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Volume 51, Issue 2
  • ISSN: 0034-527X
  • E-ISSN: 1943-2348


Despite the growing evidence of the language and literacy benefits of collaborative discussions for English language learners, the factors contributing to productive discussions that promote ELLs’ positive language outcomes are less understood. This study examined the influence of teacher talk, students’ initial language and literacy skills, and home language backgrounds on the discussion proficiency of four groups participating in eight peer-led literature discussions, called collaborative reasoning (CR), in two 5th-grade classrooms serving mainly Spanish-speaking ELLs. Levels of discussion proficiency were determined using a holistic rating approach and utterance-by utterance coding of discourse features. Teachers’ scaffolding moves were coded. Students’ pre- and post-intervention language and literacy skills and home language backgrounds were assessed. Results showed greater group variation in discussion proficiency in the mainstream class than in the bilingual class. The two teachers differed in their ways of facilitating CR discussions. Group discussion proficiency was associated with oral English skills (sentence grammar) and reading comprehension, as well as student English language use at home and parental assistance with homework. The talk volume and indicators of high-level comprehension such as articulating and responding to alternative perspectives, elaborations, extratextual connections, and uses of textual evidence were associated with post-intervention language and literacy outcomes. These findings contribute to the understanding of sources of variations in discussion proficiency among groups composed predominantly of ELLs and provide implications for teacher scaffolding strategies to facilitate ELLs’ learning and participation in classroom discussions.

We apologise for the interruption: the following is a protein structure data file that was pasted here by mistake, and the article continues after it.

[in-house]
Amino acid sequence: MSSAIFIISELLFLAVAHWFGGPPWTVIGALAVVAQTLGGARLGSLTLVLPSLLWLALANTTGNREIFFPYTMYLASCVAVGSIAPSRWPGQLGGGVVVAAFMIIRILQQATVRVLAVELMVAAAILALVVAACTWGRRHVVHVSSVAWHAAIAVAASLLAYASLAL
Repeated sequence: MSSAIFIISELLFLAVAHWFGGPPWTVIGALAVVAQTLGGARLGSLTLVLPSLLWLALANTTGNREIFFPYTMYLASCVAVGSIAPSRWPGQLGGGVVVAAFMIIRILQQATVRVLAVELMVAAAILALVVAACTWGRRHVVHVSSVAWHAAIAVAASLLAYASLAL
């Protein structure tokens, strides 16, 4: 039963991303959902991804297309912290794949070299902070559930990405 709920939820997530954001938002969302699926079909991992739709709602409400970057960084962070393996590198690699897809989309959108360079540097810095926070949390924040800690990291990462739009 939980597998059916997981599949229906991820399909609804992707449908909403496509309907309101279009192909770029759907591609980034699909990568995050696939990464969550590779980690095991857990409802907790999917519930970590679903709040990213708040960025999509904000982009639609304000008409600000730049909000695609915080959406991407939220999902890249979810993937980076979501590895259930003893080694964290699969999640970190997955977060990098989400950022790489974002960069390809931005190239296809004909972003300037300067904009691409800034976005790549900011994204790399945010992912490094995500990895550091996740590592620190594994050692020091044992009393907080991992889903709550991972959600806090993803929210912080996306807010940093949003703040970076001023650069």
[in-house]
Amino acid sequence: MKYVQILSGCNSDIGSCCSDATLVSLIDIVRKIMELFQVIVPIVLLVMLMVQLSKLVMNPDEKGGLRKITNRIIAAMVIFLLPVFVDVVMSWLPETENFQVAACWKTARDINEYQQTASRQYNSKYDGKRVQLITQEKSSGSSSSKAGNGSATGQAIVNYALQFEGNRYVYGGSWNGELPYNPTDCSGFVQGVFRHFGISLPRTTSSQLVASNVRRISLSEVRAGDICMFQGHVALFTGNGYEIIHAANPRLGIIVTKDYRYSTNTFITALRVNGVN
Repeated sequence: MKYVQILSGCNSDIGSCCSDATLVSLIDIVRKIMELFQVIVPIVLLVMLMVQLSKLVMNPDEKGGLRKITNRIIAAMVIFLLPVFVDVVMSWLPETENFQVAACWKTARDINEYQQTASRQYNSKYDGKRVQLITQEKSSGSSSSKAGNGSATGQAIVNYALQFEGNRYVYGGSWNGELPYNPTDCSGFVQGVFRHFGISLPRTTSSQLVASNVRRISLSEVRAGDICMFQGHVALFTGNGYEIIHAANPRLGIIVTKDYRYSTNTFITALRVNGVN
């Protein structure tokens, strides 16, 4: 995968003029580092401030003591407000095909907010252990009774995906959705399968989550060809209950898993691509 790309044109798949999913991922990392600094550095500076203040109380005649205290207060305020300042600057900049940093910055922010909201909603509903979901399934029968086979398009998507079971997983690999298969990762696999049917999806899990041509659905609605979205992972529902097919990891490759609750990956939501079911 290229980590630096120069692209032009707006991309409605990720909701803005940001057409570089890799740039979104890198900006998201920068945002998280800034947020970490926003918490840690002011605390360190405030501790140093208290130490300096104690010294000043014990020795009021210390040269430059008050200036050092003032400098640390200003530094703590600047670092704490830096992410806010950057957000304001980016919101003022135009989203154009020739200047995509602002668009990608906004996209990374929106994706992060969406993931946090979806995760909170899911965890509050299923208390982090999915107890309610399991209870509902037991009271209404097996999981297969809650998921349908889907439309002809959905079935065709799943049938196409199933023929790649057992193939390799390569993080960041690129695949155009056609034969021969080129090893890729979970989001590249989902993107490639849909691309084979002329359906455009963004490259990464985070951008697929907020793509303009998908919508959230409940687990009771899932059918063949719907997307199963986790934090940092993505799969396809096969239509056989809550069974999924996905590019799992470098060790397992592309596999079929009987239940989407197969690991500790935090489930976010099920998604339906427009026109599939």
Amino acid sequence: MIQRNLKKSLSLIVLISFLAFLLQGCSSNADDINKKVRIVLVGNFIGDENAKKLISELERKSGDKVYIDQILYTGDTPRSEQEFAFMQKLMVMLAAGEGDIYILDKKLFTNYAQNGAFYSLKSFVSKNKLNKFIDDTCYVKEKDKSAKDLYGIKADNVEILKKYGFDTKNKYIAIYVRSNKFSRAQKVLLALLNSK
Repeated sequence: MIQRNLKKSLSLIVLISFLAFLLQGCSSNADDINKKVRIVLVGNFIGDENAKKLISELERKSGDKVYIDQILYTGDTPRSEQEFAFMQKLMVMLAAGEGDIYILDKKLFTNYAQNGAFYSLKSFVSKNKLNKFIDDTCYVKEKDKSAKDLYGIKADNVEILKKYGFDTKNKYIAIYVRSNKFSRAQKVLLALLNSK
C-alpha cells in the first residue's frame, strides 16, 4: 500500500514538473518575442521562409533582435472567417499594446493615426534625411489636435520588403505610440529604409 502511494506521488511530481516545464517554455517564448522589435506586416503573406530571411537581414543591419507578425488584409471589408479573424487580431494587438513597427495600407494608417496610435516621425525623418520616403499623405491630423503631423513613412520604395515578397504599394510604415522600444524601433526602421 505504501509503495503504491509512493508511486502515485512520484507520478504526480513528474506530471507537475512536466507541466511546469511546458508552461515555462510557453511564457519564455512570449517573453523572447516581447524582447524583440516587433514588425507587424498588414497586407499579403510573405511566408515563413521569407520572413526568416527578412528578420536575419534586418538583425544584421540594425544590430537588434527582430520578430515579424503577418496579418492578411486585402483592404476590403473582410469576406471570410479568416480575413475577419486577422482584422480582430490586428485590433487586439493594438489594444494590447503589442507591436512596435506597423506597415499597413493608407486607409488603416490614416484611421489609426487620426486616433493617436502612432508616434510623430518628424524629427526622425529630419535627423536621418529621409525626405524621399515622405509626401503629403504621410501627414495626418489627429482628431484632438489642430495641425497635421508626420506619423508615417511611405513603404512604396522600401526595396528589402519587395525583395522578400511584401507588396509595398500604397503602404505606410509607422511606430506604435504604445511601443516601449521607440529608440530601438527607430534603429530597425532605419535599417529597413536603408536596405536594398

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  • Article Type: Research Article
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